Thunder suddenly in search of answers

Class is officially in session for the Borderland Thunder.
After being swept by the Fort William First Nation North Stars last weekend in Thunder Bay, getting outscored 18-1 over the two games, the Thunder had to not only cope with Monday’s practice, but they had to answer a few questions from head coach Dave Allison.
The self-improving assignment was simple—answer three questions—but was badly needed for the team that went into the weekend series with confidence as the top team in the SIJHL, but left utterly humiliated and knocked down to second place with a 12-3-1 mark.
“If you sit down with a piece of paper like this, then you’re analyzing and you’re realizing how you can learn from those mistakes,” Thunder forward Aaron Boyer said as he filled out his assignment that was headlined “Room For Improvement.”
First question: Three reasons why the North Stars are better?
Boyer’s answers were 1). They move the puck 2). They take away options and 3). They don’t stop skating.
Second question: Three ways the Thunder can close the gap?
Answer—1). Move our feet constantly 2). Take their guys out of the play and 3). Come back and give our defence options.
Third question: Three ways I can improve.
Answer—1). Shoot the puck more often 2). I can finish better and 3). Defensive hold-ups.
No one likes to lose like that, but if you’re going to, you might as well learn from it,” Boyer reasoned.
Entering their series against the North Stars, the Thunder had scored 67 goals in 14 games (4.8 goals/game) while allowing only 24 (1.71 goals/game).
On the other hand, Fort William—now ranked as the 15th best junior ‘A’ hockey team in Canada—came in with an 11-0-1 record, averaging almost seven goals a game while only allowing 1.71.
“I think we dealt with hope. We hoped we would play well instead of preparing and knowing that we were going to play well,” said Allison, who saw the North Stars take twice as many shots as his team did over the two games (83-40).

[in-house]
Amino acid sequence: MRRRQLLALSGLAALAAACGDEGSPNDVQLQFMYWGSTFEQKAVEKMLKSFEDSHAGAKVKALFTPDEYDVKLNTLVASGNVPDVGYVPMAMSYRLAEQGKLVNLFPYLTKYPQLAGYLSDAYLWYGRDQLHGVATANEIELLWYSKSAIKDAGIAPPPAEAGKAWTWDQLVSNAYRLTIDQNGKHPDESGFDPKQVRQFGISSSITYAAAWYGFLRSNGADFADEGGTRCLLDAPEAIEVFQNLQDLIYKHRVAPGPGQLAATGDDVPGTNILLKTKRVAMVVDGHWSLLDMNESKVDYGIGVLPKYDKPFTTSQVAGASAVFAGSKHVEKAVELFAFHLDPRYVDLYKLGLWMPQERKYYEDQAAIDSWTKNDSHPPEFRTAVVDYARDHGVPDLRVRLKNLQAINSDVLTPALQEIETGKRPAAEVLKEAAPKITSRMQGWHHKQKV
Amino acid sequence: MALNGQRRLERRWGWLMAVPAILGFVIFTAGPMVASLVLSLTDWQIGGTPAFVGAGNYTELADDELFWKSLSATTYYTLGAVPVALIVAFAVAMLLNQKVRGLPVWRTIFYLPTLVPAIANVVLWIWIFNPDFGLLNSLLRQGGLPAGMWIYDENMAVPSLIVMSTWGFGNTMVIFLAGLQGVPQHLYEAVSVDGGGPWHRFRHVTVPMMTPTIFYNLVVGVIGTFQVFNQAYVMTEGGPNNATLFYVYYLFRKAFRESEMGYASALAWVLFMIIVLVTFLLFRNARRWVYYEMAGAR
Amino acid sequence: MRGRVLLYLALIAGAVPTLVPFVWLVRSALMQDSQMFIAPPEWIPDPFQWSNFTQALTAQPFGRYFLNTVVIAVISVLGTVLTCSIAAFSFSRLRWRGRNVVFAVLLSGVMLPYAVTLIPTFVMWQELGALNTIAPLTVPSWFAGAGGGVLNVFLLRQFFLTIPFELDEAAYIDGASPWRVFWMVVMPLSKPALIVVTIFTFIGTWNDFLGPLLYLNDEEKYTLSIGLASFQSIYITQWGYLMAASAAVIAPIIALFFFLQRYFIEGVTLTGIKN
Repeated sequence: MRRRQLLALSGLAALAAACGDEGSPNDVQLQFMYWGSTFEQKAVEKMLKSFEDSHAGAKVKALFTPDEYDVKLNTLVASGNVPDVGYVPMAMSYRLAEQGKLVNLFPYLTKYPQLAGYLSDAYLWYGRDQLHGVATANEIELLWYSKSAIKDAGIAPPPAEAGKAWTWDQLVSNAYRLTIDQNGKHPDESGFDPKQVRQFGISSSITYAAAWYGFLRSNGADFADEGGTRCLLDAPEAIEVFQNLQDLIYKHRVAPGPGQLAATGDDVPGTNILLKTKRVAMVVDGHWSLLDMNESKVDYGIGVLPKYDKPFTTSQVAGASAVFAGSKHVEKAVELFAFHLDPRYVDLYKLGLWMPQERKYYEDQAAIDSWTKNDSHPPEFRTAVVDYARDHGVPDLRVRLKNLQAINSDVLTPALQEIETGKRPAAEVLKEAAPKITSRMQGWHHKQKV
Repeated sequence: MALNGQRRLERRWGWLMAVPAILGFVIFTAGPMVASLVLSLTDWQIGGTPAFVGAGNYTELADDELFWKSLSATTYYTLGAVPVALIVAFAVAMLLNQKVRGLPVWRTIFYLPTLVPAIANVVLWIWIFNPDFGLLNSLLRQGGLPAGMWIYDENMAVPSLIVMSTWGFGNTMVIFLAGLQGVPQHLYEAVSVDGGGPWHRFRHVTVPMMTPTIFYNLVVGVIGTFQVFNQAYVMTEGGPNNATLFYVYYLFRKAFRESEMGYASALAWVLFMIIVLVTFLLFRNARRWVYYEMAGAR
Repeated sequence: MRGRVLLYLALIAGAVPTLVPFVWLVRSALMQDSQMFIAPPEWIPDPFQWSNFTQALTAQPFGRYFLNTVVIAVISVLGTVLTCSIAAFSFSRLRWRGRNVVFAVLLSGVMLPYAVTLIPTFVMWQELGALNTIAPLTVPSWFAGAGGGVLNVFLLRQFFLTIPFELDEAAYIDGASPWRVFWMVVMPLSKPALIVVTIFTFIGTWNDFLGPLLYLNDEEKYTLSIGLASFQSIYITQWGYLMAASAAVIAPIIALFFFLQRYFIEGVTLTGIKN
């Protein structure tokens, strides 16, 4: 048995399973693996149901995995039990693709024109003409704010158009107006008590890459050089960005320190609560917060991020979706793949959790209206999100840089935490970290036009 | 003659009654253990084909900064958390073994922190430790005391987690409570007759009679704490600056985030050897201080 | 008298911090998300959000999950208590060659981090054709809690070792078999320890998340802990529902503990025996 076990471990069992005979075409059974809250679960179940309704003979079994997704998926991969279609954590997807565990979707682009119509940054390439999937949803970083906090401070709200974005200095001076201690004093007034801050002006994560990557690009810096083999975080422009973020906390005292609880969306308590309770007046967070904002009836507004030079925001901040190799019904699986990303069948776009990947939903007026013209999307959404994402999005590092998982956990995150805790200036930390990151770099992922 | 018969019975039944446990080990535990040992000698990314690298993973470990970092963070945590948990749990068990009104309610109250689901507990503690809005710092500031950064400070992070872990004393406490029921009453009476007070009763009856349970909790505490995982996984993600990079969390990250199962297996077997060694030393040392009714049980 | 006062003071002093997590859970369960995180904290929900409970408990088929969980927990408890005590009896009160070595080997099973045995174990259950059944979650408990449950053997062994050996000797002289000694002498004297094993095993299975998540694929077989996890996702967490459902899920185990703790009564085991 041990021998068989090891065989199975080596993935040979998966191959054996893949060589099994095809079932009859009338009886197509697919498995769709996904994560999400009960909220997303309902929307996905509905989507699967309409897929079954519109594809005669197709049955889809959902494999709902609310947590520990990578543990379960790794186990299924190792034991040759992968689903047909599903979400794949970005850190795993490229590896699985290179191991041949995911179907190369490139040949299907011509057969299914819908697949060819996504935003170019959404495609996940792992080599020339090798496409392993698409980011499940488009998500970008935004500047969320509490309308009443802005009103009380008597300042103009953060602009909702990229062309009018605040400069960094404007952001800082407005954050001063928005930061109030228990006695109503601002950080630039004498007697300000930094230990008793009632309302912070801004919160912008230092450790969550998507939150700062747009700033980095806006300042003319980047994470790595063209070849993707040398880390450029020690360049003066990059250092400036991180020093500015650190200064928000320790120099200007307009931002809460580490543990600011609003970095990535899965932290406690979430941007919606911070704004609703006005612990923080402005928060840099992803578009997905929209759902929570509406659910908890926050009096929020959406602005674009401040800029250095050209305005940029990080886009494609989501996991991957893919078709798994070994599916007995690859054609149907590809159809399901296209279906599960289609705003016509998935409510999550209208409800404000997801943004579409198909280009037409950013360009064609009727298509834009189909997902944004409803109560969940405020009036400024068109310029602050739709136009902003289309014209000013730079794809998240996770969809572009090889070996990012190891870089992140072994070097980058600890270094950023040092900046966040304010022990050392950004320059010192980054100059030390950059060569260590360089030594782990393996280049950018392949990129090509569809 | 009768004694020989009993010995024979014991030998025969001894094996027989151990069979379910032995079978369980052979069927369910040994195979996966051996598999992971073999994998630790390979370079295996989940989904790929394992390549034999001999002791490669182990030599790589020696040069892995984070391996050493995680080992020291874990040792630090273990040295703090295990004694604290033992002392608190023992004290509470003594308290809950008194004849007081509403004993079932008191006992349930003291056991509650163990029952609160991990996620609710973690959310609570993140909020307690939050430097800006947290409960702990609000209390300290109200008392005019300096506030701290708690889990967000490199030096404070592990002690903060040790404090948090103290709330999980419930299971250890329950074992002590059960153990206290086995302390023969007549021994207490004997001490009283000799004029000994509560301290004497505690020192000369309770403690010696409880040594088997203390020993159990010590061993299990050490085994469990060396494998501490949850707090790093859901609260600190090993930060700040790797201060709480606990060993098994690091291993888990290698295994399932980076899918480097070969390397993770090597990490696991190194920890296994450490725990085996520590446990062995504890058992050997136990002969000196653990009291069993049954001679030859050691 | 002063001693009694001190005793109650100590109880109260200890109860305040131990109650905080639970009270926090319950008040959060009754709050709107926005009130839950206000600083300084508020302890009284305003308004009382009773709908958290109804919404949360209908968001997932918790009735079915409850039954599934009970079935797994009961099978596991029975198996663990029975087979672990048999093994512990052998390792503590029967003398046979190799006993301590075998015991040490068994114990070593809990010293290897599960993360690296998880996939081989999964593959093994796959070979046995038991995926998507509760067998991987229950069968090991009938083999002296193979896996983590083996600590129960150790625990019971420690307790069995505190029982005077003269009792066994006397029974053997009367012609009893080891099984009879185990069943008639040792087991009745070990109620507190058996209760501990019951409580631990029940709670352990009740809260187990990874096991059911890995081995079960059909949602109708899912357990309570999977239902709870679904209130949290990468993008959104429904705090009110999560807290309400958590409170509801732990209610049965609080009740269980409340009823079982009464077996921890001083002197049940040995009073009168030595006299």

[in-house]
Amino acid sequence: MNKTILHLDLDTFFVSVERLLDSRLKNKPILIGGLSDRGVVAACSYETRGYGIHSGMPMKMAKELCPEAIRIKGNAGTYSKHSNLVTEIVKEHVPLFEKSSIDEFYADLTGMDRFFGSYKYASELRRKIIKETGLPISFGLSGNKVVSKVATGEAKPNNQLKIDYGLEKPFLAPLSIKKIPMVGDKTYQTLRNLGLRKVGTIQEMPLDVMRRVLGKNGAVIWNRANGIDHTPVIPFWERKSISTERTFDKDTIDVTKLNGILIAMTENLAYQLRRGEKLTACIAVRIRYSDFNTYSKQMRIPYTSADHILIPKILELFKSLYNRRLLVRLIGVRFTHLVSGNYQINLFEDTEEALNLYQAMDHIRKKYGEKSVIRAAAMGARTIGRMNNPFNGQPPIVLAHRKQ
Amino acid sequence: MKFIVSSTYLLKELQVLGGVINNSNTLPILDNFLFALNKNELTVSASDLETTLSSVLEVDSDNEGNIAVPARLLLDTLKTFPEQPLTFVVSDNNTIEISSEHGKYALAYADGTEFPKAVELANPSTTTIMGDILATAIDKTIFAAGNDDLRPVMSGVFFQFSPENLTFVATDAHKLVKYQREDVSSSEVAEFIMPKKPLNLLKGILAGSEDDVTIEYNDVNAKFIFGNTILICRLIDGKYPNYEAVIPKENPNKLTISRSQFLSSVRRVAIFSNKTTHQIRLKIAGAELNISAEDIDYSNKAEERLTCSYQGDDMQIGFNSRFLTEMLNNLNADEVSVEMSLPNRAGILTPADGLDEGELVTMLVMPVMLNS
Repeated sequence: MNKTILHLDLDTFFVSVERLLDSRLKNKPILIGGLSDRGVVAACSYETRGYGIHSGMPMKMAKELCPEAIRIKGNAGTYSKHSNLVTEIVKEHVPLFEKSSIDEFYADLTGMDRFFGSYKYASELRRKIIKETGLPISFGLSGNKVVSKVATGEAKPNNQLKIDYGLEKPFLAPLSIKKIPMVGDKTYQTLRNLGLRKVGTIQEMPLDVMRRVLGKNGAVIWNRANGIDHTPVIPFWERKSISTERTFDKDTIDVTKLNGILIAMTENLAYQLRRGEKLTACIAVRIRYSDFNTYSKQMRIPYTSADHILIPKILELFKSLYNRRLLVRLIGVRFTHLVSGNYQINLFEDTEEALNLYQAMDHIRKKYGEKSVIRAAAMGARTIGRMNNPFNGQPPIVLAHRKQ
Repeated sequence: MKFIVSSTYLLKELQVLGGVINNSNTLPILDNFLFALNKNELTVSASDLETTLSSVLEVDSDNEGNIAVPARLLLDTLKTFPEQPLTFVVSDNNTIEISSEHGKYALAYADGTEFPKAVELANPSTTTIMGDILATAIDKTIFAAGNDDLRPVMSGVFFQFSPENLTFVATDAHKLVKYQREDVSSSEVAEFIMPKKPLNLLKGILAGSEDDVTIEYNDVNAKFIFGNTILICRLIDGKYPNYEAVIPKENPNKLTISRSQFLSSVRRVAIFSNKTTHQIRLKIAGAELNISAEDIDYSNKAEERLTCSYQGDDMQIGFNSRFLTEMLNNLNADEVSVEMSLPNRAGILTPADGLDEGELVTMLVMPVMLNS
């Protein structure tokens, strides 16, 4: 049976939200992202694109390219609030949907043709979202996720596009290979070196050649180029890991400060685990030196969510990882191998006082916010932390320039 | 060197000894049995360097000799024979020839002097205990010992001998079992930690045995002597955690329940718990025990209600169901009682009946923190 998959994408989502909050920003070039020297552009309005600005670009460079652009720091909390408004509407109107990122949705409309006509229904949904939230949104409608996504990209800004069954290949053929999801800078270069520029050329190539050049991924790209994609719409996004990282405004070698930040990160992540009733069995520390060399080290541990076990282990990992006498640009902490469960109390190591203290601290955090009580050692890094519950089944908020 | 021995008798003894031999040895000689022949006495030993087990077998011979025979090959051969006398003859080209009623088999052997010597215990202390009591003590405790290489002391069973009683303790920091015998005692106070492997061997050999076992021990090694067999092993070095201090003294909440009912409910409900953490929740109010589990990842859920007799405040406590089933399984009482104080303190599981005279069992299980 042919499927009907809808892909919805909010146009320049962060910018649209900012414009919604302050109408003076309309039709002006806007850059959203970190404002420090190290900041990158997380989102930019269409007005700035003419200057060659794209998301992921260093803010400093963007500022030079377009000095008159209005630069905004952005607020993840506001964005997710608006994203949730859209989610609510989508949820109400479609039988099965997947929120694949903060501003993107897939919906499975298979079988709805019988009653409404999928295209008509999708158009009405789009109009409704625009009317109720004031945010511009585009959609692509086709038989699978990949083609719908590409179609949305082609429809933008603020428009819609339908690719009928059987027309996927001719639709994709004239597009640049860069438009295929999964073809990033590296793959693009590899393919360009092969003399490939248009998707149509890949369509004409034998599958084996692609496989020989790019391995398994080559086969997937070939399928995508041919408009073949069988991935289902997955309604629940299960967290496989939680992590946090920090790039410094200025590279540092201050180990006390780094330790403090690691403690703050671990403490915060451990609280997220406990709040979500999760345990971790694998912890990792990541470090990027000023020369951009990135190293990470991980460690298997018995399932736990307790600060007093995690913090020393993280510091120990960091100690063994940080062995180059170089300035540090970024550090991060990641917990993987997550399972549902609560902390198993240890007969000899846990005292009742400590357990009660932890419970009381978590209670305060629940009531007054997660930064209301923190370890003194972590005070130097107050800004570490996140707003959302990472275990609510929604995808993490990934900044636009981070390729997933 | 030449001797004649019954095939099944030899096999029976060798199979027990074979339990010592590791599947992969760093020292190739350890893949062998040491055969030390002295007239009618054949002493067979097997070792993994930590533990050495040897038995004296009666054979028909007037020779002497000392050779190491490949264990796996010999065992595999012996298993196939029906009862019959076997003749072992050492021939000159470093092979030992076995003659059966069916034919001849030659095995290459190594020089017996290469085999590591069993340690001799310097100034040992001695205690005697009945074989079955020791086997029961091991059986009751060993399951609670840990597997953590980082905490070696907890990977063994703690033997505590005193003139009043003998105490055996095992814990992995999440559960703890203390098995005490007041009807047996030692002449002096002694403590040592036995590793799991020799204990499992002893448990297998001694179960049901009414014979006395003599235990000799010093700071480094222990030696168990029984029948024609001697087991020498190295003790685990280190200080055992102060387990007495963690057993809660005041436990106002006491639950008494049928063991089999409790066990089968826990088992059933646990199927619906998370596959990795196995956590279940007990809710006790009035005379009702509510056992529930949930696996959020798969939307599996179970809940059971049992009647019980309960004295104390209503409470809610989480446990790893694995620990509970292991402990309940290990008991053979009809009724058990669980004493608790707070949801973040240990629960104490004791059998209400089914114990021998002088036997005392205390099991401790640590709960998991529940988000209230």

“The North Stars were much more committed, and they were much better . . . they’re not wasting time or waiting to see if other teams can catch them,” he added.
Like a champion being knocked out for the first time, the Thunder hadn’t experienced such a feeling so far this season. They were the ones dishing out the punishment, not absorbing it.
Sure, they had one brief glimpse of disappointment when they lost a close game to the K&A Variety Golden Hawks here, the got right back up again.
But this was different.
They not only lost, they got beat. Beat bad. Beat harshly and foolishly by a North Stars team which didn’t take anything for granted, and which instead of “hoping” to play well knew it was going to.
And the Thunder players knew it.
“There wasn’t enough heart on our team. Nobody was stepping up,” said Thunder forward Sean Councillor, who missed Saturday’s 9-0 loss because of a sprained shoulder.
“We have to come together as a team because most of us are running around not knowing what we’re doing,” Councillor added.
“Everyone has got to look in themselves and see what went wrong,” echoed defenceman Kurt Hogard. “You try not to get depressed on thinking about it too much.
“The game’s over and you can’t do anything, but you’ve got to think about it.”
“It was pretty embarrassing,” agreed forward Tyler Barker. “I’m not really sure what happened. We never came to play hockey obviously, and I don’t know what happened.”
But what are they going to do about it? It’s one thing to take a pen and fill out answers to questions, but it’s something else to actually apply it.
The Thunder now must ask themselves if they are willing to dedicate themselves to get back to the form they had at the beginning of the season, where they were improving their play with every practice and game, or are they satisfied with riding in neutral?
“I believe that they want to get better, and we’re in a hurry to get better,” said Allison.
“We got soft,” he added. “You have success, and you think it’s because you do things the same way every day, but we got away from good habits, we got away from our standards, and it came back and kicked us in the [butt].”
The Thunder have until next Wednesday (Nov. 24) to think about what they need to do to get back on track. They’ll be in Dryden to face the Ice Dogs in what will be a crucial rebound game.
“You’ve got to dust yourself off and get back up and keep working hard because we know where the bar is set,” said Hogard. “The bar is set at the North Stars.”